The LINCS program is being implemented in two parts: pilot phase 1 (FY 2010) and the continuation of the program production phase 2. This part of the program consists primarily of LINCS Data and Signature Analysis Centers. Phase 2 will also synergize with the efforts of the NIH Big Data to Knowledge (BD2K) program.
LINCS Production Phase 2
LINCS Data and Signature Analysis Centers
The LINCS Data and Signature Generating Centers are six research centers. These centers are focused on high-throughput experiments that examine the changes that occur when a variety of different cell lines are exposed to perturbations.
- Harvard Medical School; HMS-LINCS
- Broad Institute; LINCS Center for Transcriptomics
- Broad Institute; LINCS Center Proteomic Characterization Center for Signaling and Epigenetics
- Oregon Health & Science University; MEP-LINCS
- University of California – Irvine; NeuroLINCS
- Icahn School of Medicine at Mount Sinai; Drug Toxicity Signature Generation Center
BD2K – LINCS Data Coordination and Integration Center
The Big Data to Knowledge (BD2K) Data Coordination and Integration Center (DCIC) for the Library of Integrated Network-based Signatures (LINCS) will construct a high-capacity scalable Integrated Knowledge Environment (IKE), fund several internal and external Data Science Research (DSR) projects, provide and support a Community Training and Outreach (CTO) programme.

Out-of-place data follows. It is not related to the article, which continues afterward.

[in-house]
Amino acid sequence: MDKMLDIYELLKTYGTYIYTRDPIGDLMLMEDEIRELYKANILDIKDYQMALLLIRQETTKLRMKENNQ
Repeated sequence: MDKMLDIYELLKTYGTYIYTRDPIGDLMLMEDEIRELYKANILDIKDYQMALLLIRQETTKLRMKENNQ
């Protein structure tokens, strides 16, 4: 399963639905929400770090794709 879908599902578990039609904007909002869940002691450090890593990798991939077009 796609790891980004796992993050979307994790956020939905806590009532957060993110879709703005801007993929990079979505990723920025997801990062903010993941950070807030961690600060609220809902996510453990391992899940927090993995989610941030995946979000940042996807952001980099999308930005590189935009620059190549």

The organizational structure of the Center includes a strong Consortium Coordination and Administration (CCA) that supports and manages the Center’s goals and deliverables, and coordinates activities across the LINCS and BD2K programs.
LINCS Pilot Phase 1 (fiscal year completion 2013)
The LINCS Pilot Phase 1 was composed of 10 centers: two data production/analysis centers, that generate data for the LINCS matrix, four centers dedicated to developing technology to complement and facilitate the collection of cellular signatures, and four centers that are developing computational tools for analyzing the data produced by the data production centers. In addition, two external supplements, as well as a number of internal collaborations, support and augment the work done by the LINCS centers.